To measure the effect of nurse practitioner and pharmacist consultations on the appropriate use of medications by patients.
We studied patients in the intervention arm of a randomized controlled trial. The main trial intervention was provision of multidisciplinary team care and the main outcome was quality and processes of care for chronic disease management.
Patients were recruited from a single publicly funded family health network practice of 8 family physicians and associated staff serving 10 000 patients in a rural area near Ottawa, Ont.
A total of 120 patients 50 years of age or older who were on the practice roster and who were considered by their family physicians to be at risk of experiencing adverse health outcomes.
A pharmacist and 1 of 3 nurse practitioners visited each patient at his or her home, conducted a comprehensive medication review, and developed a tailored plan to optimize medication use. The plan was developed in consultation with the patient and the patient’s doctor. We assessed medication appropriateness at the study baseline and again 12 to 18 months later.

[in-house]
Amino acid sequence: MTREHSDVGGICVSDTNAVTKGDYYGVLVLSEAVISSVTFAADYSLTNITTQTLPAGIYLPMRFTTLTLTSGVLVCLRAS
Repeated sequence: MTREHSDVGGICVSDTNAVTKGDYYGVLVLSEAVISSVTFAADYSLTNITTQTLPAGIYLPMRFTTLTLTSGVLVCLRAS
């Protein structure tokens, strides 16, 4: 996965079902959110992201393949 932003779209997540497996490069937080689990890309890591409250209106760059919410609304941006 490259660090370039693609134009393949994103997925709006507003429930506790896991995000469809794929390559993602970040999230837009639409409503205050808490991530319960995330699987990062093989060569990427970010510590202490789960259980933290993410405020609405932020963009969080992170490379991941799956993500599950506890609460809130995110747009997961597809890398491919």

Main outcome measures
We used the medication appropriateness index to assess medication use. We examined associations between personal characteristics and inappropriate use at baseline and with improvements in medication use at the follow-up assessment. We recorded all drug problems encountered during the trial.
At baseline, 27.2% of medications were inappropriate in some way and 77.7% of patients were receiving at least 1 medication that was inappropriate in some way. At the follow-up assessments these percentages had dropped to 8.9% and 38.6%, respectively (P < .001). Patient characteristics that were associated with receiving inappropriate medication at baseline were being older than 80 years of age (odds ratio [OR] = 5.00, 95% CI 1.19 to 20.50), receiving more than 4 medications (OR = 6.64, 95% CI 2.54 to 17.4), and not having a university-level education (OR = 4.55, 95% CI 1.69 to 12.50).
We observed large improvements in the appropriate use of medications during this trial. This might provide a mechanism to explain some of the reductions in mortality and morbidity observed in other trials of counseling and advice provided by pharmacists and nurses.
Trial registration number